It’s not often I venture up to the Smoke, but for the Christmas festivities an exception had to be made. Mind you, visits to any kind of city are a Romney rarity. There are just too many people. As for London, I am the proverbial ‘rabbit in a headlight’. One thing that did strike me was the sheer number of cyclists everywhere. People drawn from just about all walks of life could be found riding a bike. It is amazing. Initially you get the impression that we’ve taken over, petrol has run out and the roads are ours. Sadly this Utopian scenario is rudely shattered by the mass of motorised traffic that spends most of the time stationary waiting for the traffic lights to allow them a few precious feet of progress.
If the amount of vehicles willing to waste their time and resources to travel through this congestion wasn’t demoralising enough, then the mindless idiots on bicycles who weave in and out of this hubbub at night without any lighting makes a bicyclist of the old school like me hang my head in shame. Initial euphoria generated by the numbers of cyclists traversing the metropolis, and other cities I assume, is very quickly dispelled by this behaviour. Sure, it’s a dog eat dog world out there and, if one is to make progress through the congestion of our cities, then a little bit of initiative and free riding is required, and indeed probably a necessity if you intend to make a living as a courier.
But how much tolerance can we expect from the public that share our roads when they witness our cavalier attitude towards not only our safety but theirs? Cycling as a means of transport has exploded in the last few years due to a number of reasons. Congestion and the rising cost of public transport are just two, yet if this is to carry on there also has to be a huge shift in the way that cycling as a means of transport is perceived by the general public. We now enjoy a status on the road that even 15 years ago would have been unthinkable, so why is it that, having achieved almost equality with other road users, some of us now want to flaunt our independence, anonymity and relative freedom like a flag-waving matador?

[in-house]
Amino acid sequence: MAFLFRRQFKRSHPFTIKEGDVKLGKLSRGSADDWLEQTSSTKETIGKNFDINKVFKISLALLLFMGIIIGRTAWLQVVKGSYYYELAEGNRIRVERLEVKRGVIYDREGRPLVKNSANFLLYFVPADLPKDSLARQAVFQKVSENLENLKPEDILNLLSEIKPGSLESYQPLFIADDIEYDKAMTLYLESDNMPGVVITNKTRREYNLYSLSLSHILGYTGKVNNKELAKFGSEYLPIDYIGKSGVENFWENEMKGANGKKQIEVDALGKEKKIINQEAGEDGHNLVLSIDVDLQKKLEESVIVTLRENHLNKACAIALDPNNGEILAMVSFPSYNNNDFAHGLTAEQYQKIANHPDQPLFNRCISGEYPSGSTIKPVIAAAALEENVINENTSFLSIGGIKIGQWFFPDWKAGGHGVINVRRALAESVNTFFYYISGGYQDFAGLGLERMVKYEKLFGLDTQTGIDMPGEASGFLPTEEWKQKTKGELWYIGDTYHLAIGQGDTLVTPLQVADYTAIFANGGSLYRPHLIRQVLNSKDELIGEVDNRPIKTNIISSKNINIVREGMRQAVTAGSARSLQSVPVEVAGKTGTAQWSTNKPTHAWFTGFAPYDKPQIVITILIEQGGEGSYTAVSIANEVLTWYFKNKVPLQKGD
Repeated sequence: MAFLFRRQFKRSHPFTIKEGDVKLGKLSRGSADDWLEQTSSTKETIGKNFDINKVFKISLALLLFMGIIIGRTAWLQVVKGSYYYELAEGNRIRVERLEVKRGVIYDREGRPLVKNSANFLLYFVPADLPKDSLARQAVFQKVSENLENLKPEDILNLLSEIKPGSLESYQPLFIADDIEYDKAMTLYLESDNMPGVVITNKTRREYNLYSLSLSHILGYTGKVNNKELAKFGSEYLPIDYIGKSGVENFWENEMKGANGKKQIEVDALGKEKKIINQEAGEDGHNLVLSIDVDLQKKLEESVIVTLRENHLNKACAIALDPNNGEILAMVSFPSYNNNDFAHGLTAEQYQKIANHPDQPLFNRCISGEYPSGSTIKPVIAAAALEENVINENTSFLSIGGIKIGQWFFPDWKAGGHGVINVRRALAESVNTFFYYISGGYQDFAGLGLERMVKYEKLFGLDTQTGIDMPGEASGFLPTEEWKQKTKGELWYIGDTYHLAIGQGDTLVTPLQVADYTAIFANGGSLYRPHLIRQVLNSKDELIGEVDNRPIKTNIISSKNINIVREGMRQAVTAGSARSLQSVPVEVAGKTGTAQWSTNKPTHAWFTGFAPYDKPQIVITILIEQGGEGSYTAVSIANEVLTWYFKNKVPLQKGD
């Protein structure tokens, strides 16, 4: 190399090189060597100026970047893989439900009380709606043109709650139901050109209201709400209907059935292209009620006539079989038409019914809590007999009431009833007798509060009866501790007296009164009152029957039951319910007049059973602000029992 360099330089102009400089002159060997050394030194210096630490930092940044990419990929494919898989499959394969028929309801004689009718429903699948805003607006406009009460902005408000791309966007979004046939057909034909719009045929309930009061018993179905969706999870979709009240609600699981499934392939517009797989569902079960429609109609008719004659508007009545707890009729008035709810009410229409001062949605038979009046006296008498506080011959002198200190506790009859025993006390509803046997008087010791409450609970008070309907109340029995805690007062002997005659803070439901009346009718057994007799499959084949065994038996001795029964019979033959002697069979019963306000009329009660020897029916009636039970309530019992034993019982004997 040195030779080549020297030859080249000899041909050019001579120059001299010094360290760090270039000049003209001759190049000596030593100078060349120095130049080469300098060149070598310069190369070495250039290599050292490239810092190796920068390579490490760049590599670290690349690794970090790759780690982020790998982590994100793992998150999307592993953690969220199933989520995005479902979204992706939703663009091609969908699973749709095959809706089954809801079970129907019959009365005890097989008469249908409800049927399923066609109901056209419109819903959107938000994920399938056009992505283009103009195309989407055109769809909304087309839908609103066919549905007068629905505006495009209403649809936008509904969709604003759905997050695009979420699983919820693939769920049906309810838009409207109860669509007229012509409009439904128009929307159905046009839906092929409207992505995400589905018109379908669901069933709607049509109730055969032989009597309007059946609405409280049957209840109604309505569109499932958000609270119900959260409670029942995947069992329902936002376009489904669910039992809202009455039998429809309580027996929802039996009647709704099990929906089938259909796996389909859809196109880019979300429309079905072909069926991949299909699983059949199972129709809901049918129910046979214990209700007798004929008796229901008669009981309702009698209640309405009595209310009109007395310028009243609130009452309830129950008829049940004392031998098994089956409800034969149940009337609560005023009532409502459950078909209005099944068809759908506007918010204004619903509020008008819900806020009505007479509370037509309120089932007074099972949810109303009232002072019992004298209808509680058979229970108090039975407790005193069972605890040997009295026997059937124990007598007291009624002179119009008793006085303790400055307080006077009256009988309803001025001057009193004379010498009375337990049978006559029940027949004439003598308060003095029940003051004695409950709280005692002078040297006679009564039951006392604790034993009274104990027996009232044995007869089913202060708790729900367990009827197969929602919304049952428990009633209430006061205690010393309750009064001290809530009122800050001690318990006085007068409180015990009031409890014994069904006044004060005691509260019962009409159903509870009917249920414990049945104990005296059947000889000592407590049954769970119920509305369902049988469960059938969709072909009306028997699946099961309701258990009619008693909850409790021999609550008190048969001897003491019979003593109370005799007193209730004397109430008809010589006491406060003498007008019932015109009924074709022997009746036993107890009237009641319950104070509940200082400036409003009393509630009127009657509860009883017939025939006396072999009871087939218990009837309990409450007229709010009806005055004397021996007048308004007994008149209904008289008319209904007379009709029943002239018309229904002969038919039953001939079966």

Appalled by what I witnessed and sickened by a small minority of riders who, come darkness, must feel they are somehow invulnerable and that their actions irreproachable, I decided on a little experiment to test their resolve. So, selecting a suitable thoroughfare, fairly busy but not too well lit, I put into action my plan, which was to mimic the clumsy merchant banker, perhaps under the influence of Christmas cheer, who simply steps unsteadily into the road, and see what happens. Of the 10 unlit bandits I selected, two almost ended up under a bus, three locked up and nearly hit the deck, three somehow avoided me without difficulty, one took to the pavement, and one had the temerity to assault me. Thankfully a cabby who’d been watching the proceedings rescued me before this chap could inflict too much injury.
Chatting with the taxi driver once things had calmed down, I noticed that his dashboard was covered in neat lines composed of those sticky labels that are placed on supermarket apples. Seeing my confusion, he explained that each one represented an ‘incident or conflict of interest with a cyclist’ as he put it. I left him chuckling away, but really what do we do as regards these people? Do we accept that the National Health will deal with the aftermath of their actions and the government increases Income Tax by a penny, do we ride up beside them and tell them the stupidity of their ways [You already know the answer to that one. See above – ed.] and that their cavalier attitude will sooner or later prompt some nincompoop in Brussels to demand that we all ride round with lights on regardless of day or night, or do we accept it’s a free country and anything goes?